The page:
Experts worry Jenny McCarthy will spread anti-vaccine message on The View
Published Tuesday, July 23, 2013 9:58PM EDT
Last Updated Tuesday, July 23, 2013 11:33PM EDT
Toronto Public Health raised some eyebrows this week with its campaign to get a popular U.S. talk show to rethink hiring anti-vaccine advocate Jenny McCarthy, but experts say her opinions may be influencing parents not to vaccinate their children, which could lead to troublesome consequences.
Last week, McCarthy, a former Playboy Playmate, was introduced as the newest co-host of ‘The View,’ which is seen in Canada on CTV.
McCarthy’s outgoing personality would seem a good fit for a daytime chat show hosted by four women. However, her anti-vaccine views have alarmed public health officials, who fear that parents will take her opinions to heart and forgo vaccinations that have all but eradicated a number of dangerous illnesses, from measles and mumps to polio.
On Tuesday, Toronto Public Health posted this message to Twitter: .@JennyMcCarthy anti-vaccine views = misinformation. Please ask @theviewtv to change their mind.” The tweet linked to a graphic that outlined the impact of vaccines in Canada.
The chart showed that after vaccinations became common, incidents of measles dropped by nearly 99 per cent, mumps by nearly 98 per cent, and rubella, diphtheria and polio by nearly 100 per cent.
McCarthy is an advocate for autism research and treatment who claims that her son’s autism was caused by vaccines. McCarthy calls the current vaccine schedule for babies “too bloated right now,” and says studies must be done to ensure the safety of vaccine ingredients.
Research that suggested a link between vaccines and autism has long since been discredited and retracted, and experts say other studies have failed to prove a connection.
“The evidence just isn’t there to support a linkage between vaccines and the cause of autism,” Margaret Spoelstra of Autism Ontario told CTV News.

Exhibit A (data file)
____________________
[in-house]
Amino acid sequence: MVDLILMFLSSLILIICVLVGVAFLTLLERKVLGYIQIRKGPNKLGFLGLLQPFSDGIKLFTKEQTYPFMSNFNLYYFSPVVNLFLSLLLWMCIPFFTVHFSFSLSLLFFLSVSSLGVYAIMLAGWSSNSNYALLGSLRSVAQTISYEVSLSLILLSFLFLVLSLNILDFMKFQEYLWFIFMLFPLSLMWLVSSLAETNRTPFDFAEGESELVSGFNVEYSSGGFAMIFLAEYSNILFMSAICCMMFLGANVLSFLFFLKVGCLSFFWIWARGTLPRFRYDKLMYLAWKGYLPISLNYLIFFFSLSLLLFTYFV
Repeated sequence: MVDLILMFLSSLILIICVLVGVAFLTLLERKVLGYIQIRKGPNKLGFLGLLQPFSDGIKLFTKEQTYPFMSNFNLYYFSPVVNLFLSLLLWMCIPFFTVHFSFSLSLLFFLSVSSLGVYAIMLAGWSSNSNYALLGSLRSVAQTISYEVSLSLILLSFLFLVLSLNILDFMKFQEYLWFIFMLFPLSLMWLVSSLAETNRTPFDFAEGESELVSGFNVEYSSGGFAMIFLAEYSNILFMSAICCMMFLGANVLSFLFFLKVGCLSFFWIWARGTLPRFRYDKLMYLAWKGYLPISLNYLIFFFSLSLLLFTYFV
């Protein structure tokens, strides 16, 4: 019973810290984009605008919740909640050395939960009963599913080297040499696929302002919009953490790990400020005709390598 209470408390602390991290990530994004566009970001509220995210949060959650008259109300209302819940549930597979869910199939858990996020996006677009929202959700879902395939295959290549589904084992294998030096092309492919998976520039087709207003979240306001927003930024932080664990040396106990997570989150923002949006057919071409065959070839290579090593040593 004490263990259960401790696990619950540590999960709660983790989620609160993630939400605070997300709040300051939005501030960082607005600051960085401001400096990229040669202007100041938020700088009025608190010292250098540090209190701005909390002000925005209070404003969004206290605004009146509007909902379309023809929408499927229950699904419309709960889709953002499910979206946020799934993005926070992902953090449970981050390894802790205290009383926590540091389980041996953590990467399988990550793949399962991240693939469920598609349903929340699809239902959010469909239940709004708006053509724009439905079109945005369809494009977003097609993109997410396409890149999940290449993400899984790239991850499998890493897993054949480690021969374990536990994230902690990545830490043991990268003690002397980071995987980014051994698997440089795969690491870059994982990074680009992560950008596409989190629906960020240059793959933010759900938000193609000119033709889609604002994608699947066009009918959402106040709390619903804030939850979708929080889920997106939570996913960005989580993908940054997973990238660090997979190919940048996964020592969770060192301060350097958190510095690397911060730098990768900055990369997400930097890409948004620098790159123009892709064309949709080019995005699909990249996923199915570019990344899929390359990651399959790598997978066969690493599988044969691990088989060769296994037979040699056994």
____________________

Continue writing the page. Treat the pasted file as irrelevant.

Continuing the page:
Toronto Public Health, meanwhile, is concerned that McCarthy will use her new platform to confuse parents.
“We are concerned whenever we feel there will be misinformation about immunization given to the public,” said Dr. Barbara Yaffe, Toronto’s chief medical officer of health.
Some Twitter users criticized the Toronto agency for using public money on a campaign aimed at booting a talk-show host from a U.S. program.
However, experts fear that misinformation about vaccines is resulting in fewer children being vaccinated, and a resurgence in illnesses such as measles.
“In the U.K., for example, we’ve seen continued impact of this with large outbreaks of measles in many pockets,” says CTV’s medical specialist Dr. Marla Shapiro.
Public health officials in the United Kingdom have been warning parents there of ameasles outbreak following a drop in immunization rates over fears of the measles, mumps and rubella (MMR) vaccine. Vaccination rates in the U.K. have dropped below the 95 per cent threshold that experts say is necessary to prevent the diseases from resurfacing.
So far in 2013, the U.K. has had more than 1,200 cases of measles, after 2,000 were diagnosed in 2012.
The outbreak has led to vaccination clinics across the U.K.
“Immunization is the most important public health or medical intervention in the last 50 years,” Yaffe says.
With a report from CTV’s John Venavally-Rao